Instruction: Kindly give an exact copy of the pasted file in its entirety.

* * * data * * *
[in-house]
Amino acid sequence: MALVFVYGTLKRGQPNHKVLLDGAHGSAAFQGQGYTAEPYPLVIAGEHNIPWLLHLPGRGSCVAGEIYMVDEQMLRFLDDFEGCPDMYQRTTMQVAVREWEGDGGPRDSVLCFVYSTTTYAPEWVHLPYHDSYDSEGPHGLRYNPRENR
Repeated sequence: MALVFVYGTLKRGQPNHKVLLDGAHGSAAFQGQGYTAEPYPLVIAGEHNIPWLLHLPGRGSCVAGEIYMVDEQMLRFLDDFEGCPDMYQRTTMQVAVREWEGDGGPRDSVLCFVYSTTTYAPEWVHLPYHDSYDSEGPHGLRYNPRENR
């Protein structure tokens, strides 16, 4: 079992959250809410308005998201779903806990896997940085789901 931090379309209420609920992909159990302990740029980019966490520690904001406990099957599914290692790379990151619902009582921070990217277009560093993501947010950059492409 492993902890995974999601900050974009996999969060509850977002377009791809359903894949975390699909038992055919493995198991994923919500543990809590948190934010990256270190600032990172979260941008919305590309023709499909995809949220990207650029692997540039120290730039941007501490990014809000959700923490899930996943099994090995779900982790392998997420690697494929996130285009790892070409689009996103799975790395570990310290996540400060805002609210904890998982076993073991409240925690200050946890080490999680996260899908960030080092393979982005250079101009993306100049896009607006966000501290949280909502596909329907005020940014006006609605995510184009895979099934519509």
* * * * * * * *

[in-house]
Amino acid sequence: MALVFVYGTLKRGQPNHKVLLDGAHGSAAFQGQGYTAEPYPLVIAGEHNIPWLLHLPGRGSCVAGEIYMVDEQMLRFLDDFEGCPDMYQRTTMQVAVREWEGDGGPRDSVLCFVYSTTTYAPEWVHLPYHDSYDSEGPHGLRYNPRENR
Repeated sequence: MALVFVYGTLKRGQPNHKVLLDGAHGSAAFQGQGYTAEPYPLVIAGEHNIPWLLHLPGRGSCVAGEIYMVDEQMLRFLDDFEGCPDMYQRTTMQVAVREWEGDGGPRDSVLCFVYSTTTYAPEWVHLPYHDSYDSEGPHGLRYNPRENR
């Protein structure tokens, strides 16, 4: 079992959250809410308005998201779903806990896997940085789901 931090379309209420609920992909159990302990740029980019966490520690904001406990099957599914290692790379990151619902009582921070990217277009560093993501947010950059492409 492993902890995974999601900050974009996999969060509850977002377009791809359903894949975390699909038992055919493995198991994923919500543990809590948190934010990256270190600032990172979260941008919305590309023709499909995809949220990207650029692997540039120290730039941007501490990014809000959700923490899930996943099994090995779900982790392998997420690697494929996130285009790892070409689009996103799975790395570990310290996540400060805002609210904890998982076993073991409240925690200050946890080490999680996260899908960030080092393979982005250079101009993306100049896009607006966000501290949280909502596909329907005020940014006006609605995510184009895979099934519509």